New App, Hula, Could Allow Users To See Verified STD Test Results Of Potential Partners
Would having access to someone's verified STD test results impact the way you hook up online?
A new app, Hula, will verify and store your STD test results and allow you to share them with potential partners online. And now Hula has linked up with the location-based gay-dating app MISTER in the hopes that users will make their Hula-verified test results visible on their profiles.
Hula is also hoping that it can help to reduce the risk of sex with people met through the proliferating location-based dating apps. Last month it announced that it was partnering with the gay dating app MISTER, which has a geolocator that helps men find other men by location. MISTER is currently publicizing the Hula service on its app and encouraging users to tap it to find local testing centers and obtain test results. MISTER is also encouraging users to link to Hula from within their profiles, making their test results available to online “friends.” Verified test results on gay sex apps would be a big change from current approaches, where it is common for individuals to self-report that they are HIV-free on their profiles. “In the not too distant future you’ll be able to see a badge on someone’s dating profile showing they’ve verified STD status by Hula,” says Hula founder and CEO, Ramin Bastani. “That can help you make better decisions about how you want to connect.”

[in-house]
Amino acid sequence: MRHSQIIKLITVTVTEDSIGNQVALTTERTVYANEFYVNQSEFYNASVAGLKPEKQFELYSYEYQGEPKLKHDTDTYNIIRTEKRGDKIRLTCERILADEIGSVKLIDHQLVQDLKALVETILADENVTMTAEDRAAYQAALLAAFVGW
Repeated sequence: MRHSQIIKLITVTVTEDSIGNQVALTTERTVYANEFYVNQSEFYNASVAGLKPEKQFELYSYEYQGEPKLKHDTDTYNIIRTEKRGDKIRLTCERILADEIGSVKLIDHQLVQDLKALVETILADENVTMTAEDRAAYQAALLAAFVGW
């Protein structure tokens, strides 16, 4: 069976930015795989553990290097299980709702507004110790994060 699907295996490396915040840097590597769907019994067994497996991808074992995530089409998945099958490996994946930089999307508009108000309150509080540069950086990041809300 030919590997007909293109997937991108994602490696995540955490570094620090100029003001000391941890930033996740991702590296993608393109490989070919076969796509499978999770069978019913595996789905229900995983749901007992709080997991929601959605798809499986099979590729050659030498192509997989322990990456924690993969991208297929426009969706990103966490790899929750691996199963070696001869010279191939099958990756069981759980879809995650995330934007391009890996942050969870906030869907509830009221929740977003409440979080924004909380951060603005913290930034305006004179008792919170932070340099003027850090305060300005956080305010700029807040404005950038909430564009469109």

But Carl Sandler, CEO of MISTER, says they are currently “proceeding carefully” about how to further integrate it into their app. “Verified results should be the start of a longer discussion, not a litmus test,” Sandler says. “I think in the future people will be more likely to ask for verified data, but that’s not something we’d require. There is too much prejudice and stigma against STDs and HIV, and verified data is only part of the safer sex equation.”
What do you think , Instincters?
On one hand having access to verified STD test results can aid in making informed choices, but does this verified information open up other issues?
Will sexual participants be more inclined to partake in "unsafe" sex if they see that a partner has been "verified" as STD free?
Could this verified status lead to increased HIV stigmatization?
Will it encourage people to engage in more conversations about sexual health?
What do you see as the pros and cons of an app like Hula? Is it something you'd use?
Image Source (H/T: Towleroad)